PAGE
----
One of the worst things that can happen to you is to have your account stolen. You feel violated and more than likely have an uphill battle ahead of you to get you’re your account back. And, if you do, you may never get all of your gear or gold back.
I’ve been playing MMOs for a few years now and I’ve been lucky enough to never get a keylogger or trojan on my system. I don’t go crazy with security programs or get extra paranoid when I’m surfing the internet. I just know a few fundamentals and run a little lightweight software in the background.
When considering how to secure my computer, my most important software considerations are that the programs are free, reliable, lightweight, and easily shut down. The idea behind this may be a little antiquated in today’s RAM world but it’s served me well. The premise is that the less RAM my security programs use, the faster my computer runs. Likewise, I like the ability to shut the programs down through the task manager when I boot up my favorite MMO, allowing the game to have access to as much memory as possible.
My goal today is to help you secure your accounts and rid yourself of a little stress when you’re browsing or downloading. I can’t guarantee you’ll never get logged. If you’re not doing anything to secure yourself though, or even very little, I can guarantee that you’ll be better off after working through this guide.
If you have a tip that’s not included but that you think would fit, feel free to email me at email@example.com.
Let’s begin with the two key programs I use.
AVG Free Anti-Virus Package: AVG is great free anti-virus suite that also includes several extra components, such as email and link scanners. There is some contention as to whether or not it’s the best. I’ve used it for some time, however, and can vouch for its reliability in the key areas I mentioned above.
While it’s not necessary to install the email scanner portion of this program, the link scanner is invaluable. It will place an icon next to your Google search results to tell you whether or not the link has been proven safe. Ever been worried that you might click on the wrong site and get a virus? This helps with that.
On top of that, AVG also does passive scanning while it is active. This means that is scans your computer for threats while you’re going about your business, without impacting the speed of your computer. It notifies you immediately if it finds anything suspicious and usually removes viruses quickly and painlessly.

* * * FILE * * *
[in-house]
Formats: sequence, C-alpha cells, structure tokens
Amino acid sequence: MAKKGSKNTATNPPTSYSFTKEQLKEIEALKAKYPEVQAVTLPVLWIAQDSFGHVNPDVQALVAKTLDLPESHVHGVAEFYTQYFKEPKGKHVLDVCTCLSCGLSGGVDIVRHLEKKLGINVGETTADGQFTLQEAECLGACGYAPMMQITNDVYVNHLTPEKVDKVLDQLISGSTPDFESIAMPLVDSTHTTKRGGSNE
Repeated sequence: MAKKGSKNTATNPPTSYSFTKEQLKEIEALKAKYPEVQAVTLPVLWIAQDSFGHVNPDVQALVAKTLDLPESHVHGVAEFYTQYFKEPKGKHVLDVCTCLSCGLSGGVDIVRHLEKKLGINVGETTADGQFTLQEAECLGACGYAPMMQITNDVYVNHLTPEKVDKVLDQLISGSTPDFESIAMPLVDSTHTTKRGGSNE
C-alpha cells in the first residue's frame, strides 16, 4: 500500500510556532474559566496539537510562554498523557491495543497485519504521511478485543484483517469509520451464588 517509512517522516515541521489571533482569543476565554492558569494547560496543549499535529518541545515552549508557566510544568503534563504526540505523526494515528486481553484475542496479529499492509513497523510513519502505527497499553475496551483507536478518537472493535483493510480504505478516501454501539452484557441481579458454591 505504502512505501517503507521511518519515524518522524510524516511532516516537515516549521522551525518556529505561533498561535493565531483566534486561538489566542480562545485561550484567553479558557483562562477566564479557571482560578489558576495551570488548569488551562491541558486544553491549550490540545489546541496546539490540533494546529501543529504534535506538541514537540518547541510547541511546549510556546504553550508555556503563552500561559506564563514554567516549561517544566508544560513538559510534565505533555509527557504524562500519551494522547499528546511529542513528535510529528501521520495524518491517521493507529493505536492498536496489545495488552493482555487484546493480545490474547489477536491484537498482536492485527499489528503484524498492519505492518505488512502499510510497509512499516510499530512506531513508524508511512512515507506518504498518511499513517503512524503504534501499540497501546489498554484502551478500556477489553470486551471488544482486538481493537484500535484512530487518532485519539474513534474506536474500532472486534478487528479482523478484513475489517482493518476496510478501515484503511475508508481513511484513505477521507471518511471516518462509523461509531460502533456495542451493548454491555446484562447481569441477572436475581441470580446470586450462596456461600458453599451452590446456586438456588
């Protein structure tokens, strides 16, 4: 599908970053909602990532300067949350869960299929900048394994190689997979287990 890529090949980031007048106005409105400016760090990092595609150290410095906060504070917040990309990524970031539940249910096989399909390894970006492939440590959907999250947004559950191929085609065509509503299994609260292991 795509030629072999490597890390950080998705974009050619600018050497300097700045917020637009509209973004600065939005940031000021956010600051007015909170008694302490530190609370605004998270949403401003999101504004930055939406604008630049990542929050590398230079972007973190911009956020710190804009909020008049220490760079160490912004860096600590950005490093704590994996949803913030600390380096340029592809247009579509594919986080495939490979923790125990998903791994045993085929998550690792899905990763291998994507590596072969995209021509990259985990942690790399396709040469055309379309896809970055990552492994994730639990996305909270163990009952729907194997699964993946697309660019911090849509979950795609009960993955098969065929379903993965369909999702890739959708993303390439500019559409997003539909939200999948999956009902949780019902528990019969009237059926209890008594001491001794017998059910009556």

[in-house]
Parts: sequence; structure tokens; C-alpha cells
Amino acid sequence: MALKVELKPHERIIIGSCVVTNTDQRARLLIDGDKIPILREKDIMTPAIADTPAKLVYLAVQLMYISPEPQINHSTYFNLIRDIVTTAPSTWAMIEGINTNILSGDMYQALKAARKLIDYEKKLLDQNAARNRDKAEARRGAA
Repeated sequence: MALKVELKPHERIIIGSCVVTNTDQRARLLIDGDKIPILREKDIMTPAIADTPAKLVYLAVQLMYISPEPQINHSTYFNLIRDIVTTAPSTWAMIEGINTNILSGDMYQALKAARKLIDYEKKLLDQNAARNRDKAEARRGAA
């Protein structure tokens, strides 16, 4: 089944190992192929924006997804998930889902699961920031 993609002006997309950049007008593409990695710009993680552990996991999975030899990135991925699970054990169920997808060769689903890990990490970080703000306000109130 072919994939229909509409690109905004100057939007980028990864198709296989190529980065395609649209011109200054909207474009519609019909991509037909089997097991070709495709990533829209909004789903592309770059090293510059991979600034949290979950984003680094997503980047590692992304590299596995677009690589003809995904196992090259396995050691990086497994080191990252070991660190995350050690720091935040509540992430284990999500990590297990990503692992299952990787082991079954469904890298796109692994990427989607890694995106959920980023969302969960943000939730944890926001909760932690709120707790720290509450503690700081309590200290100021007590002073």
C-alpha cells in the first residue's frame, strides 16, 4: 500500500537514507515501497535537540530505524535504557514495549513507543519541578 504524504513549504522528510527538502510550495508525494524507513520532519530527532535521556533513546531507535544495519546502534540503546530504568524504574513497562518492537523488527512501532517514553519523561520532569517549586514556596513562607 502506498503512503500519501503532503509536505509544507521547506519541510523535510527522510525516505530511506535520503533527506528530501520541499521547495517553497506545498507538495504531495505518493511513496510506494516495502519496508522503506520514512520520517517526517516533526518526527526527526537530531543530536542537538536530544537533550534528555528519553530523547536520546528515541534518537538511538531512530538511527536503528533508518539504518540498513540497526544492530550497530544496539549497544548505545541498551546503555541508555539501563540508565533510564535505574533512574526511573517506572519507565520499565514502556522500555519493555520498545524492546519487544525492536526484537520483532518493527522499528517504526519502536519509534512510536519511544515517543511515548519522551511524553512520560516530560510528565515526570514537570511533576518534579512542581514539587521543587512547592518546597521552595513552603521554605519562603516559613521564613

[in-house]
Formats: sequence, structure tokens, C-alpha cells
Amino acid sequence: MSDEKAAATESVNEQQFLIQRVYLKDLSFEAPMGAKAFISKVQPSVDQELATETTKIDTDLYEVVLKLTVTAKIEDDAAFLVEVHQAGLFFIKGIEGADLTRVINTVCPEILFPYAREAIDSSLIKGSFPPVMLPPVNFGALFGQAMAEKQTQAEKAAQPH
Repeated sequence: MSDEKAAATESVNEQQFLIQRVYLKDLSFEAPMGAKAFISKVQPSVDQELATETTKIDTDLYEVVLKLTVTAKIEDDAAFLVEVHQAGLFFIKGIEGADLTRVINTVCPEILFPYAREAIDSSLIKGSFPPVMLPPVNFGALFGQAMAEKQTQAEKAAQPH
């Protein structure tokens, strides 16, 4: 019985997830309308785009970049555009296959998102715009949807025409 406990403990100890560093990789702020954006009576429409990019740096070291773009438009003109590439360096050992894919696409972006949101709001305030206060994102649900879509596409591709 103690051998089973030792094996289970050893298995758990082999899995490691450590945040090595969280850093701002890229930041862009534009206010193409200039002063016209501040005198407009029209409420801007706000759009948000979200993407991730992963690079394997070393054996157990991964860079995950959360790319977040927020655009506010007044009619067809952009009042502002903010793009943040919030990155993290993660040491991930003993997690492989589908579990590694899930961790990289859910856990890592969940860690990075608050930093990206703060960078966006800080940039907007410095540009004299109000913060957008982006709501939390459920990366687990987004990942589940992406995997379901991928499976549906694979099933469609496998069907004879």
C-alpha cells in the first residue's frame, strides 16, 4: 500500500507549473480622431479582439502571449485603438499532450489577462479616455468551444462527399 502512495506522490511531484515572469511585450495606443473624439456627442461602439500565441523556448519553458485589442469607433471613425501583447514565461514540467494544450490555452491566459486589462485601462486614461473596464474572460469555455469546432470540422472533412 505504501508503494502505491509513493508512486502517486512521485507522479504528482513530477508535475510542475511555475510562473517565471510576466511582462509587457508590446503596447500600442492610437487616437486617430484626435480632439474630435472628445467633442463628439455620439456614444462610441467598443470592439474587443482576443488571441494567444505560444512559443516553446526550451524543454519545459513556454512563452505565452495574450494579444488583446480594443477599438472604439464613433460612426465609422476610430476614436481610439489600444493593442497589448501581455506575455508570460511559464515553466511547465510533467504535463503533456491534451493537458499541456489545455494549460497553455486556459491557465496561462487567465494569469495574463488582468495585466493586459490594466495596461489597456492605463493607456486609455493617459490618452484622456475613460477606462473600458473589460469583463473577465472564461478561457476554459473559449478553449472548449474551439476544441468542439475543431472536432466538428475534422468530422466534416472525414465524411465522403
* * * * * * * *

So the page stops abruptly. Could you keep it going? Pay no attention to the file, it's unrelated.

- How to shut it down: *OPTIONAL* Most programs can be shut down through the task manager. AVG, like most anti-virus programs, stops you from doing this to prevent a virus from being able to disable it. You’re smarter than a virus, however, so press windows key+R to bring up your “run” window. Type in services.msc to pull up your Services window. Find “AVG Watchdog Service.” Click on it to open it, now, where you see “automatic”, change it to “disabled.” You may now shut down everything with the prefix “avg” in your task manager without having them restarting automatically. This disables the anti-virus. Remember to set this back to automatic when you’re done gaming.
- To make this process easier on yourself, make a shortcut on your desktop. Right click->new->shortcut then type in services.msc. This will make a desktop shortcut. Shutting it down and re-enabling shouldn’t take more than 30 seconds once you know where to go and frees up some extra memory.
Winpatrol: Winpatrol is another great and lightweight free program. It allows you to change your startup programs/services and actively monitors file associations. If a program tries to take over a file extension, Winpatrol gives you a screen popup telling you so and asks for approval. So, you know when you download a program that comes mysteriously bundled with spyware it never told you about? Yeah, this program will tell you when that spyware tries to change your PC and lets you tell it no. On top of that, it also links back to a database that gives you information on services you may not be familiar with, which is great in identifying suspicious processes. Apart from that, Winpatrol is also a full task manager replacement, offering far more functionality than the default windows task manager.